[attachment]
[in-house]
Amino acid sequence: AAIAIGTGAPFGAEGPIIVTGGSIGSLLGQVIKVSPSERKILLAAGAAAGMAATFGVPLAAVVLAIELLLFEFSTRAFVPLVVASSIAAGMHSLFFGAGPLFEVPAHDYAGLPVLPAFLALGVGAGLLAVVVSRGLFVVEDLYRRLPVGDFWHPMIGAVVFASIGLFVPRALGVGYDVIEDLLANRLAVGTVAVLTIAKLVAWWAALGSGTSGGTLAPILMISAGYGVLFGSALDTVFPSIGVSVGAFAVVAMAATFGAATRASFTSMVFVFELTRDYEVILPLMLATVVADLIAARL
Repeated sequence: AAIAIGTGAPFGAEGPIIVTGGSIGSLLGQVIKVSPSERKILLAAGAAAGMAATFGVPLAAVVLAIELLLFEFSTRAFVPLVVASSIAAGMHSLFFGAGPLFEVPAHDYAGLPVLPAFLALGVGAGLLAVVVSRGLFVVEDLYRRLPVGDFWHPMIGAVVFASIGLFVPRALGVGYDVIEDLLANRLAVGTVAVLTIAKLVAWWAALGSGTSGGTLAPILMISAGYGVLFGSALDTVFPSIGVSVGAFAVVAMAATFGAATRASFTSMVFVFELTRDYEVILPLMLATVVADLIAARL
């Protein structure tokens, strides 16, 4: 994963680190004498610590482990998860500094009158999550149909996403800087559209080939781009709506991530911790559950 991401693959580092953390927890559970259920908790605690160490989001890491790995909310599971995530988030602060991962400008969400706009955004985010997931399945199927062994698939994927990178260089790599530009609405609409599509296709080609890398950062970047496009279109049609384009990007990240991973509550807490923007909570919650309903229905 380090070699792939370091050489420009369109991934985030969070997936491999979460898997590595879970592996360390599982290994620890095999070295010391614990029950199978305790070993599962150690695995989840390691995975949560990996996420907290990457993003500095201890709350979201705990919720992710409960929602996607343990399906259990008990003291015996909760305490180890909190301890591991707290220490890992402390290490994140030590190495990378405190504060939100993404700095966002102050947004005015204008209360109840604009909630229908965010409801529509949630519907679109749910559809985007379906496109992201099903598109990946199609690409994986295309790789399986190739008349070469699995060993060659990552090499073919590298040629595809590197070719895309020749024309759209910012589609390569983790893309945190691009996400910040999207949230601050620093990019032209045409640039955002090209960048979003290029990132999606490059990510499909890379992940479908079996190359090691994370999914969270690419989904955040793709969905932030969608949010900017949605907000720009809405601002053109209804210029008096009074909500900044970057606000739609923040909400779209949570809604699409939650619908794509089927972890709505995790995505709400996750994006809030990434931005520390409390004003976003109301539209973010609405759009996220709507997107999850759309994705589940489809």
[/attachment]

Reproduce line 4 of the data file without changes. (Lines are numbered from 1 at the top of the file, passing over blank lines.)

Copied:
């Protein structure tokens, strides 16, 4: 994963680190004498610590482990998860500094009158999550149909996403800087559209080939781009709506991530911790559950 991401693959580092953390927890559970259920908790605690160490989001890491790995909310599971995530988030602060991962400008969400706009955004985010997931399945199927062994698939994927990178260089790599530009609405609409599509296709080609890398950062970047496009279109049609384009990007990240991973509550807490923007909570919650309903229905 380090070699792939370091050489420009369109991934985030969070997936491999979460898997590595879970592996360390599982290994620890095999070295010391614990029950199978305790070993599962150690695995989840390691995975949560990996996420907290990457993003500095201890709350979201705990919720992710409960929602996607343990399906259990008990003291015996909760305490180890909190301890591991707290220490890992402390290490994140030590190495990378405190504060939100993404700095966002102050947004005015204008209360109840604009909630229908965010409801529509949630519907679109749910559809985007379906496109992201099903598109990946199609690409994986295309790789399986190739008349070469699995060993060659990552090499073919590298040629595809590197070719895309020749024309759209910012589609390569983790893309945190691009996400910040999207949230601050620093990019032209045409640039955002090209960048979003290029990132999606490059990510499909890379992940479908079996190359090691994370999914969270690419989904955040793709969905932030969608949010900017949605907000720009809405601002053109209804210029008096009074909500900044970057606000739609923040909400779209949570809604699409939650619908794509089927972890709505995790995505709400996750994006809030990434931005520390409390004003976003109301539209973010609405759009996220709507997107999850759309994705589940489809």